Equality in Education – Marnie McPartland

“This is an incredibly unique piece whereby the emotional impact relies upon the reader stepping away from the article and falling back into a world where the proposed solution seems unreachable. By presenting the article in such a well-written and formal manner, the author adds an underlying satirical tone to the piece, depicting the somewhat radical solution as something that could be achieved in our reality, if only we chose to start small.” – Jessica Johnson


The University of Cambridge has today announced the most radical change to its entry system in its 800 year history. Long regarded as a pinnacle of academic achievement, and largely the reserve of those who had already attained academic success, the university has announced a sea change which will enable access to its hallowed halls from the UK’s most deprived communities. For the first time since the reign of King John, when the earliest college was founded in Cambridge, every school in the country will be required to produce candidates for admission.

The updated admissions program allows the higher performing students from every school in the country to apply to the University. Irrespective of GCSE or A-Level performance,  Cambridge will interview any pupil from any school who is in the top 5% of the school year. All schools will be limited to the top 5% of their pupils. This results in no school having an  overwhelming presence in the University. Further, the application process will not include a candidate’s public examination results.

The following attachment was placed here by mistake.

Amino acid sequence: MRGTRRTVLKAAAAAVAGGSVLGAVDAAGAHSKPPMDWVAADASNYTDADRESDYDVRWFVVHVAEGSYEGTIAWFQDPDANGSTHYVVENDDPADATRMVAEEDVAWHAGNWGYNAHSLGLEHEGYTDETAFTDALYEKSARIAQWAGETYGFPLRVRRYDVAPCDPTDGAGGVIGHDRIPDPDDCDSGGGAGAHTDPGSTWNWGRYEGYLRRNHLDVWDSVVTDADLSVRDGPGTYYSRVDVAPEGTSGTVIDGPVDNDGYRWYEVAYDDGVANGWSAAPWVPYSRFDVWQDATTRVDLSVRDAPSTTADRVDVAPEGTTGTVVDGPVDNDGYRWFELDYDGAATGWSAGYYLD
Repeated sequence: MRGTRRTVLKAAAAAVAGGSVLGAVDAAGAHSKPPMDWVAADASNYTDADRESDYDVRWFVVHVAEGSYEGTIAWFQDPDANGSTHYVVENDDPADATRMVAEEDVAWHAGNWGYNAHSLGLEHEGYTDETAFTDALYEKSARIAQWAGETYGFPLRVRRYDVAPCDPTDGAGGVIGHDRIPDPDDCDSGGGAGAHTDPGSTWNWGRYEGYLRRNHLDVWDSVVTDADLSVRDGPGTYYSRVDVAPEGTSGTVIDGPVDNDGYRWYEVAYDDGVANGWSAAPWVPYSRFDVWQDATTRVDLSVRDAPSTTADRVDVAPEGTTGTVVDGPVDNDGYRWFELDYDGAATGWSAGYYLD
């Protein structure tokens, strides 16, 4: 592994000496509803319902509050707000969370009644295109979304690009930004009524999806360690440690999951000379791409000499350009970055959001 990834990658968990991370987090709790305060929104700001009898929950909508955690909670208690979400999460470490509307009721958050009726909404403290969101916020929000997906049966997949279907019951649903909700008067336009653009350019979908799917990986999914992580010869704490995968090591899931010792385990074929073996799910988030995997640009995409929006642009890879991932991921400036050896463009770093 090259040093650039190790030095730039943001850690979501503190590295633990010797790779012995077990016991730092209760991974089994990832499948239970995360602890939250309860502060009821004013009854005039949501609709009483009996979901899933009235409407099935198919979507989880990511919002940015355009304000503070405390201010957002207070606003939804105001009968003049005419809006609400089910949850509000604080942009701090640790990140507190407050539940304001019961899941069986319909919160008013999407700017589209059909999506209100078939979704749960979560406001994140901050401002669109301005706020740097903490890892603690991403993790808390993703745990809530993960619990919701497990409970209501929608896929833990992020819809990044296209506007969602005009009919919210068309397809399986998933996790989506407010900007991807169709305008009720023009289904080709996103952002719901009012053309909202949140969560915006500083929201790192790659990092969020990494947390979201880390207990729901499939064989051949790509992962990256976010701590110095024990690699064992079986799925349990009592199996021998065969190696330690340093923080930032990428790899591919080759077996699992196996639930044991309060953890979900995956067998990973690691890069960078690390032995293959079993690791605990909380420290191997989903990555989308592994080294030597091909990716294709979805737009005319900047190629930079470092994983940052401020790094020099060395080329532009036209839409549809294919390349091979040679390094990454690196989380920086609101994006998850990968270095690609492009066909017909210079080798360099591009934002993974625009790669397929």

The move is proving to be a controversial one. Whilst many hail the new process as progressive and inclusive, others fear standards will begin to slip. Greg Fisher, a member of Government Think-Tank  ‘Improving Access to Education’, described the revised system as ‘a promising shift towards the equality of education.’ Marjory Jones, Vice-Chancellor of Magdalen College,  agreed that it was ‘a move in the right  direction’, saying that ‘Cambridge has a history of educating the elite, whereas it  should also be focussing on providing elite opportunities to those who deserve them’. Many agree that the move will make opportunities more widely available to  students attending schools in more deprived areas who have worked hard to shine amongst their peers. It is hoped that this will increase diversity and tolerance in the University, and more widely.

However, not everyone is celebrating this seismic development. Former MP and Cambridge graduate Richard Jamieson fears that the global standing of the University will suffer. ‘I am concerned’, Mr Jamieson said, ‘that without rigorous academic entry  requirements, the quality of undergraduate achievement will be diluted.’

Corpus Christi College, Cambridge


For those who, like Mr Jamieson, are sceptical about the development, Mrs Jones explains that the colleges will be ‘putting in place advanced academic and learning support opportunities for new joiners who may have  achieved lower grades in external examinations. This will be accompanied by enhanced pastoral care to assist any students who may at first feel out of their depth.’

The thinking behind the scheme is that no young person will be held back by their environment nor the standards of their particular school. Every hard-working and bright child will be given a chance to aim high within their own educational institution, and go on to forge a successful career. Equally, those from affluent areas or higher-ranking schools will not dominate further education  and consequently the employment market. Mr Fisher heralds Cambridge’s new policy as ‘an exciting time for Cambridge’ He goes on ‘This ground breaking and forward thinking move will open up the university, the workforce and society, to a more even  distribution of backgrounds’.